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Illustration by Krieg Barrie

Fertility or fidelity?

Religion | Alarmist video highlights Muslim growth, but 'Christians' may be their own worst enemies

Issue: "After the revolution," Feb. 26, 2011

Are you among the millions who watched the "Muslim Demographics" video? It launched a thousand online and church discussions, but a new report from the Pew Forum gives a more measured take on the growth of the world's Muslim population.

The controversial video, first posted on YouTube in March 2009 and viewed over 12 million times since, sounded an alarm over declining Christian fertility rates: It predicted that Islam would become the world's dominant religion in five to seven years. Some denounced the video as racist. Others, even if they saw the video as a well-intentioned attempt to spur evangelism, merely found it alarmist and exaggerated, delivered as it was with an ominous soundtrack and a stream of dubious research.

The Pew Forum's report is also being used politically: The New York Times trumpeted it as a direct repudiation of the "hysteria" propagated by "far-right political parties" in the United States and abroad. The Pew scholars, though, used state-of-the-art data and demographics to show that the number of Muslims is likely to rise from the current 23.4 percent of the world's population in 2010 to 26.4 percent in 2030.

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That puts the number still well behind the number of those who identify with Christianity (strongly or loosely). Pew expects to release data on the world's "Christian" population later this year, but other studies estimate it at 30 percent to 33 percent of the world. In the United States, the number of Muslims is likely to grow in the same period from 2.6 million to 6.2 million, or from 0.7 percent to 1.6 percent of the population.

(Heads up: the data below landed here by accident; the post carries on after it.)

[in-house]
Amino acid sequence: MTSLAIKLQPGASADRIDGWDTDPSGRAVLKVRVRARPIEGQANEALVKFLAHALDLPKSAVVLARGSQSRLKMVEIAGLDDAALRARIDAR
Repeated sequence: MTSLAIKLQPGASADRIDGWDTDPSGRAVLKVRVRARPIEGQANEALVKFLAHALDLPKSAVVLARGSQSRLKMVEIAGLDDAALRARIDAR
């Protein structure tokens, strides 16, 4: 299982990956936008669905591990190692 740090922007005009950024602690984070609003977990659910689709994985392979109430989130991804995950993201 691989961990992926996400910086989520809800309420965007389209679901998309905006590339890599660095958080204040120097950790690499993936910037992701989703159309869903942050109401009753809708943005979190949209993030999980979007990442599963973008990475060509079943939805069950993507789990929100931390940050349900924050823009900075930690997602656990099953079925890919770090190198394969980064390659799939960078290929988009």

The most questionable part of the Pew report is its assumption that forces of modernity will slow fertility rates among Muslims in the same way they have for non-Muslims. Pew projects the number of Muslims worldwide to grow in the next 20 years at twice the rate of non-Muslims, but then to level off due to improvement of living standards, migration to cities, and the education and professionalization of women. Maybe-but in any event, the Pew study strongly suggests that the "Muslim Demographics" video was exaggerated.

If Europe becomes "Eurabia" anytime soon, declining faithfulness rather than fertility rates will probably be the major cause. According to Britain's Office of National Statistics, just 32 percent of self-identified Christians in England and Wales "actively practice" their faith, compared to 80 percent of Muslims.

Web connections

Christians have set aside times for prayer and fasting ever since the early church, and even Moses fasted for 40 days before receiving the Ten Commandments (Exodus 34:28). But it never looked quite like this before, with online collaborations of large numbers of churches growing increasingly common.

Celebration Church in Jacksonville, Fla., has made a habit of praying and fasting each January for the year to come. Last year, the church invited other congregations to join it through the internet for a 21-day "Awakening Initiative." This year the initiative linked over 1,000 churches representing over 1 million people around the world, with speakers such as Rick Warren and Craig Groeschel streamed every day. The Initiative's goal is to help pastors and leaders develop a culture of prayer in their congregations and ministries-but it's also one example of the way that church leaders are using the internet to share material and resources, and to mobilize large numbers of congregations simultaneously.

Timothy Dalrymple
Timothy Dalrymple


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